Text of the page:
Whether it’s over high or low bandwidth, the SD-WAN platform allows organizations to automatically prioritize routes and delegate resources based on the criticality of an application. For example, for voice over IP (VoIP), SD-WAN would designate a high-availability (and higher cost) circuit because it’s sensitive to latency and packet loss, whereas for email, web browsing and other less critical applications, they would be dynamically routed over a lower-cost circuit.
Depending on the use case and the organization’s desired quality of service, the capabilities of SD-WAN would help ensure the targeted levels of service for a specific application. Plus, no manual adjustment is required for each WAN service the application touches.
Supports Edge Computing
Devices and applications will need to have the computing power to process high volumes of data quickly to fully leverage 5G’s benefits. This means that organizations that run on legacy IT systems may bear heavy costs if the network infrastructure needs to be overhauled and upgraded in preparation for 5G.
SD-WAN allows organizations to move computing functions to the cloud, where resources are more scalable and can be located closer to edge devices. By leveraging edge computing, SD-WAN also helps organizations push for environmentally sustainable operations by reducing hardware costs and energy consumption through more wireless technology implementation.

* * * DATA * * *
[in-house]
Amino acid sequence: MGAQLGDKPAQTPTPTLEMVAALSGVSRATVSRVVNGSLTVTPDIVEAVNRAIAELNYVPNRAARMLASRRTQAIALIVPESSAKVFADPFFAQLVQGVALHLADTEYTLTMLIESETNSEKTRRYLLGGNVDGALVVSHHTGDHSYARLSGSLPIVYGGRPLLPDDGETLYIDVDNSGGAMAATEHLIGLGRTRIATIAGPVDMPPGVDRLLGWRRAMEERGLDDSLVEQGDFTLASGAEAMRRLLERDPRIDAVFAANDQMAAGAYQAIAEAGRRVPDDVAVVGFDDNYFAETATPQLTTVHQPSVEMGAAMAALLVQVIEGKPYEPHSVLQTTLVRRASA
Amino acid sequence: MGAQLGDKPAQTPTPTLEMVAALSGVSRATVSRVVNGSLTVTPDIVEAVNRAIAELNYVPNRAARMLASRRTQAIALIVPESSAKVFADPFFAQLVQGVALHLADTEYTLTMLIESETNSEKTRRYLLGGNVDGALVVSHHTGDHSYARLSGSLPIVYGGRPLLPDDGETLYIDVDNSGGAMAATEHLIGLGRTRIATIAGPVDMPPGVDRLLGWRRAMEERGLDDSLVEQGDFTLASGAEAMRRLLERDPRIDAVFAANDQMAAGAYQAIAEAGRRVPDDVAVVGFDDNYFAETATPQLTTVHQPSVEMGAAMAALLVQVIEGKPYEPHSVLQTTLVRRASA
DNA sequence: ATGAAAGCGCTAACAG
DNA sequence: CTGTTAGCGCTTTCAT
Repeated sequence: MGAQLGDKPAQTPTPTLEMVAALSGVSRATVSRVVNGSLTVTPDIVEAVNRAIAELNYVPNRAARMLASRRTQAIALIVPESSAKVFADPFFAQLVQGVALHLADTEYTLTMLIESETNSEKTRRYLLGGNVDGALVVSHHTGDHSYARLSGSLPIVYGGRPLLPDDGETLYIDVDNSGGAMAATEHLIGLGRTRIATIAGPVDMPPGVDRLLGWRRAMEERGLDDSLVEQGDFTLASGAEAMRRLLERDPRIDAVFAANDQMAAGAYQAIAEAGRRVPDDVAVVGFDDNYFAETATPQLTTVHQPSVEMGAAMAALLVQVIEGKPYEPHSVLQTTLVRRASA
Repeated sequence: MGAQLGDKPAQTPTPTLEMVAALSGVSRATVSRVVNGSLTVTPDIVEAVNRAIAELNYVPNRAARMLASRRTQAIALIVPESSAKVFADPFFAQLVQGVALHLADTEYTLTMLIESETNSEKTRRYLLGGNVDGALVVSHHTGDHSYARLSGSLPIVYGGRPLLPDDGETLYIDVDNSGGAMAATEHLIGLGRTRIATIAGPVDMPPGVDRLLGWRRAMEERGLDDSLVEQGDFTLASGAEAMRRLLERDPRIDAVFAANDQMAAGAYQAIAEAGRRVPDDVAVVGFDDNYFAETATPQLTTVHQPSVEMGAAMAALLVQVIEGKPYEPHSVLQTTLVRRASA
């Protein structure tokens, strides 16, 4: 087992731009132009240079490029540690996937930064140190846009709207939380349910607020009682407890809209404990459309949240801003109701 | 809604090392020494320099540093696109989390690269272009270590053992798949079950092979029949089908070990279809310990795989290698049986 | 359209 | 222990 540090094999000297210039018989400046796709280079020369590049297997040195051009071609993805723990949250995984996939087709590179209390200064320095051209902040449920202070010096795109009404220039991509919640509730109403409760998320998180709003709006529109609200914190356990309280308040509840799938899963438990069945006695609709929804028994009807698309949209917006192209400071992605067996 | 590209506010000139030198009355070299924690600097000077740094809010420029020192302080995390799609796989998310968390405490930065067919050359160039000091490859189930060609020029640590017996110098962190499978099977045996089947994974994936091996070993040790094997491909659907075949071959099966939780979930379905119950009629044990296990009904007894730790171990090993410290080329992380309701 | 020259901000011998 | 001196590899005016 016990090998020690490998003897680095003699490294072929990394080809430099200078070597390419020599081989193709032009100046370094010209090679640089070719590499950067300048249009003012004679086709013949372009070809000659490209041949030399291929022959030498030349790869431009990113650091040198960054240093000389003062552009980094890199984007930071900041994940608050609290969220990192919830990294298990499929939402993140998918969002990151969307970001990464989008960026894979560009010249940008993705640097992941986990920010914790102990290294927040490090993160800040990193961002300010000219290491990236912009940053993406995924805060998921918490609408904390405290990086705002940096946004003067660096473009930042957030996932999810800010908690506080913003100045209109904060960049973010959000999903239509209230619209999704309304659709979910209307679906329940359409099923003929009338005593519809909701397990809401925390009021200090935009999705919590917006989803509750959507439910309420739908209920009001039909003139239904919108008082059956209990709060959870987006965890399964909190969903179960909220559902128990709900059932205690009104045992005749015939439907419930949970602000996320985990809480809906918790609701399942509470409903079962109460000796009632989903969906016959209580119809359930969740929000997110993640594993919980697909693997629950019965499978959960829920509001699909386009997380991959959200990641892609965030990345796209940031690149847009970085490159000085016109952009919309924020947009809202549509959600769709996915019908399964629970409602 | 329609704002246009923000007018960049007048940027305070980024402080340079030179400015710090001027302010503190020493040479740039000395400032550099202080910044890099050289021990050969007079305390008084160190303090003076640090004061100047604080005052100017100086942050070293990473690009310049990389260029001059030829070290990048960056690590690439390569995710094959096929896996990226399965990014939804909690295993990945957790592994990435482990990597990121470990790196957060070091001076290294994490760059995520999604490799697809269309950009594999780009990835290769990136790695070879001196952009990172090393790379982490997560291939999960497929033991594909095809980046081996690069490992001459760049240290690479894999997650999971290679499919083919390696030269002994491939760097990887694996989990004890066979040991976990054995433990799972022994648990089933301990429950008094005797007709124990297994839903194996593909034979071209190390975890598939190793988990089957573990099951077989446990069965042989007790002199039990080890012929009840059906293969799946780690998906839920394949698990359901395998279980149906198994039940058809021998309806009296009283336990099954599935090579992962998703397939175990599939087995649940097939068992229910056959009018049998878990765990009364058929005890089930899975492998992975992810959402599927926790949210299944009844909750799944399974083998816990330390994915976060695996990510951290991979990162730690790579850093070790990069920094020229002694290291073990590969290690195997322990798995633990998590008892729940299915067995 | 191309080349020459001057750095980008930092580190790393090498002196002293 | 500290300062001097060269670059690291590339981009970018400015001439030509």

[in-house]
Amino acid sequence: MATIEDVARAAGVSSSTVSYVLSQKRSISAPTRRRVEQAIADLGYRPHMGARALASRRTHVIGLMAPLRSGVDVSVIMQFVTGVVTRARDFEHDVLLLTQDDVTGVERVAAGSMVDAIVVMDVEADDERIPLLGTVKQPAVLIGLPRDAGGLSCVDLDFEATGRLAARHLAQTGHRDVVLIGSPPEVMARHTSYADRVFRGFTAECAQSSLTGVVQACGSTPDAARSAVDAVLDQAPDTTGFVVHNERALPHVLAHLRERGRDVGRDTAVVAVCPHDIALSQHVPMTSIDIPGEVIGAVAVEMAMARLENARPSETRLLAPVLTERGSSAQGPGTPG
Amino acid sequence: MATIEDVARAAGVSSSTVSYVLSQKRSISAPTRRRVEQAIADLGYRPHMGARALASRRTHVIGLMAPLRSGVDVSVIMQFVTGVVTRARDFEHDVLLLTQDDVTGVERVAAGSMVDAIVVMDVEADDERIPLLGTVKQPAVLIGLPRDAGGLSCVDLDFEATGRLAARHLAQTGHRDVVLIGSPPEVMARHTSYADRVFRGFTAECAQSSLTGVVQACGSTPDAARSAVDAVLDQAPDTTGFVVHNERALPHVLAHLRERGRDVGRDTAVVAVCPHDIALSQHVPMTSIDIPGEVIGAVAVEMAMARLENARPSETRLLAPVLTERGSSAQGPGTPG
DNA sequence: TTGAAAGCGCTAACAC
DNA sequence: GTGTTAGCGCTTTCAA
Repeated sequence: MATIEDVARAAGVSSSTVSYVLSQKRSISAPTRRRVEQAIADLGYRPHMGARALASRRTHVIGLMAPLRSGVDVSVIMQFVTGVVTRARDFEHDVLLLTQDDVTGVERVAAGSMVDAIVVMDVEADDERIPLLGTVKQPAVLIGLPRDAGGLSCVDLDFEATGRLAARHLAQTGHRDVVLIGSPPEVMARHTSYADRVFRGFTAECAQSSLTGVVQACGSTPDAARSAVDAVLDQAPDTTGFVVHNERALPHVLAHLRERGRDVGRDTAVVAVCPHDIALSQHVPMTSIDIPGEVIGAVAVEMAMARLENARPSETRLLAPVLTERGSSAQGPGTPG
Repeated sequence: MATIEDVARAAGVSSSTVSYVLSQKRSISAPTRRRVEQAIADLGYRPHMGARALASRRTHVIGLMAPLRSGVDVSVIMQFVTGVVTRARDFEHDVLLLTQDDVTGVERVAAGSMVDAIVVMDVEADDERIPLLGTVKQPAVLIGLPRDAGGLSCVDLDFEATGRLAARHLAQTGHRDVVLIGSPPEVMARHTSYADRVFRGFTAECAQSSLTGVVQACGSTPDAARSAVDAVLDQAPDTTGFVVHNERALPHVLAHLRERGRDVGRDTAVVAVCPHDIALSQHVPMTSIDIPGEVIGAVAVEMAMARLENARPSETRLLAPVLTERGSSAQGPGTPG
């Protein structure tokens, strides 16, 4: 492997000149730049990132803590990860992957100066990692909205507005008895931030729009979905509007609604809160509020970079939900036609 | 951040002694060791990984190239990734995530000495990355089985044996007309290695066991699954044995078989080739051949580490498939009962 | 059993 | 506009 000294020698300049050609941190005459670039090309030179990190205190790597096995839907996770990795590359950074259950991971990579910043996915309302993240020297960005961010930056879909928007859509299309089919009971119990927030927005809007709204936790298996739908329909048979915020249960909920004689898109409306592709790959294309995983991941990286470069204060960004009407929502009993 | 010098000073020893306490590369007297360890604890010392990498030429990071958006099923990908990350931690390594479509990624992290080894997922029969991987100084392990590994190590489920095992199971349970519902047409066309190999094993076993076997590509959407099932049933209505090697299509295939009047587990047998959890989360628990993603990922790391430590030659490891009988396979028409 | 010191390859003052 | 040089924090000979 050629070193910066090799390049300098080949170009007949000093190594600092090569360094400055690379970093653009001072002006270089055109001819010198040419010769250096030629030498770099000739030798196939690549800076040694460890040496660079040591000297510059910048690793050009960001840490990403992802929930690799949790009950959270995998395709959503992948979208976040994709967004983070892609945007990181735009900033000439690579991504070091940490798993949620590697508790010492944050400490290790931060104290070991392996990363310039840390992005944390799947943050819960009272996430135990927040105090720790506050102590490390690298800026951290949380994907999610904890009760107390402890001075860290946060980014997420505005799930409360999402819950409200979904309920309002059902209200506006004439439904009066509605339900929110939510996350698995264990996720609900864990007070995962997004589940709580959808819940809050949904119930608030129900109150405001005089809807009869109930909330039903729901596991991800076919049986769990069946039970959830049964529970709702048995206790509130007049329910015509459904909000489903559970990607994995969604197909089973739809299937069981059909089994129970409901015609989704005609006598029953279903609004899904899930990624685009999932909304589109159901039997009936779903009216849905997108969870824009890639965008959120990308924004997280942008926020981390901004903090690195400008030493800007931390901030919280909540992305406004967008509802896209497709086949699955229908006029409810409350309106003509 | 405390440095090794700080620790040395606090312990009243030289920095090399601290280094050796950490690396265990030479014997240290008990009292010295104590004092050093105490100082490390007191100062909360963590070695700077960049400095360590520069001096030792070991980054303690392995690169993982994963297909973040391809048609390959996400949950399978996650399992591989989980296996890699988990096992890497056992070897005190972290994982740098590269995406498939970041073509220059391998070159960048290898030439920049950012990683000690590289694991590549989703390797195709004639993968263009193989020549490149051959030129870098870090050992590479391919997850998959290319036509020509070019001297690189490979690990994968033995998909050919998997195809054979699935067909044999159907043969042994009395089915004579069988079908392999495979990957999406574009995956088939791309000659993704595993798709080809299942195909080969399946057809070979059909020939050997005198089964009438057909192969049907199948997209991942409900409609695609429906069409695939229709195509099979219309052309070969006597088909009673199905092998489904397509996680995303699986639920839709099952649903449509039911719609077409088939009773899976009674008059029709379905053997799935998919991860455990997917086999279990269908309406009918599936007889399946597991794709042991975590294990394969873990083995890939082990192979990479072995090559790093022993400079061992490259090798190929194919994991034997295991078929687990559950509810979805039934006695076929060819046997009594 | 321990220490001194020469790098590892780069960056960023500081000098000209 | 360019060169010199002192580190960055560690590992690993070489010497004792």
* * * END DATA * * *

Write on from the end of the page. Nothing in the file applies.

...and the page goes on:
Enables End-to-End Security of IoT Traffic
Today, data security breaches are a major concern for government institutions and businesses as they can be costly and disruptive events. 5G enables applications to operate within different virtualized environments via “network slicing” – splitting network frequencies into “slices” that reside on a shared infrastructure. As the number of network slices and user devices increases, the number of attack vectors for malicious actors to exploit also grows.
While this seems like a flaw in the 5G system, the actual upside is that organizations are allowed to create different security zones for different levels of security on the network. When coupled with SD-WAN, 5G becomes more secure because it provides an extra layer of data security for these zones by sending data through encrypted private tunnels. SD-WAN enables consistent security policy enforcement and monitoring across all these zones, devices and network slices.
Related topic: What is 5G Network Slicing?
Powering the Modern Business with SD-WAN and 5G
With high-capacity, high-speed bandwidth and low latency offered by 5G’s unique architecture, organisations will be able to manage applications at the edge of their network more reliably by being able to process high volumes of data at unprecedented speeds. Adding SD-WAN will be the cherry on top, giving businesses state-of-the-art capabilities to manage networks and route traffic, while ensuring the superior performance of mission-critical applications. In short, getting the most out of 5G networks includes addressing mobile connectivity challenges and this becomes easier when paired with an SD-WAN approach.